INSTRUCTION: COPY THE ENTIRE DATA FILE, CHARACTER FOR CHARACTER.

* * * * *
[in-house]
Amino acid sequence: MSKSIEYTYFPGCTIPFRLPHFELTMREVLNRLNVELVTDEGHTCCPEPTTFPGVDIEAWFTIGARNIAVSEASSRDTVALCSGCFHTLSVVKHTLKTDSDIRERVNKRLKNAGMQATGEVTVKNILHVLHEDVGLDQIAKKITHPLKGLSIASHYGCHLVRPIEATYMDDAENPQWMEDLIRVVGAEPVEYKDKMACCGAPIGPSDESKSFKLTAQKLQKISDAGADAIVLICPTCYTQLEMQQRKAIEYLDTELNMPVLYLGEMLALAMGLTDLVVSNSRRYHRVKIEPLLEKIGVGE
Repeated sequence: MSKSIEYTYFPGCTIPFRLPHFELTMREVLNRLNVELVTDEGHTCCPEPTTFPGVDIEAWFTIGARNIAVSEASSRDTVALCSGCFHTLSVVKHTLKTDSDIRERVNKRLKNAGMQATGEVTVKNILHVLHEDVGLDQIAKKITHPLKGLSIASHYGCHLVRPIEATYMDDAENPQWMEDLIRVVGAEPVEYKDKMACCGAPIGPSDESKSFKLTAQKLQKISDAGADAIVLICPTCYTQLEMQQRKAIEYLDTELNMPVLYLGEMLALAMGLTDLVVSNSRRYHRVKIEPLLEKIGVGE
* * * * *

[in-house]
Amino acid sequence: MSKSIEYTYFPGCTIPFRLPHFELTMREVLNRLNVELVTDEGHTCCPEPTTFPGVDIEAWFTIGARNIAVSEASSRDTVALCSGCFHTLSVVKHTLKTDSDIRERVNKRLKNAGMQATGEVTVKNILHVLHEDVGLDQIAKKITHPLKGLSIASHYGCHLVRPIEATYMDDAENPQWMEDLIRVVGAEPVEYKDKMACCGAPIGPSDESKSFKLTAQKLQKISDAGADAIVLICPTCYTQLEMQQRKAIEYLDTELNMPVLYLGEMLALAMGLTDLVVSNSRRYHRVKIEPLLEKIGVGE
Repeated sequence: MSKSIEYTYFPGCTIPFRLPHFELTMREVLNRLNVELVTDEGHTCCPEPTTFPGVDIEAWFTIGARNIAVSEASSRDTVALCSGCFHTLSVVKHTLKTDSDIRERVNKRLKNAGMQATGEVTVKNILHVLHEDVGLDQIAKKITHPLKGLSIASHYGCHLVRPIEATYMDDAENPQWMEDLIRVVGAEPVEYKDKMACCGAPIGPSDESKSFKLTAQKLQKISDAGADAIVLICPTCYTQLEMQQRKAIEYLDTELNMPVLYLGEMLALAMGLTDLVVSNSRRYHRVKIEPLLEKIGVGE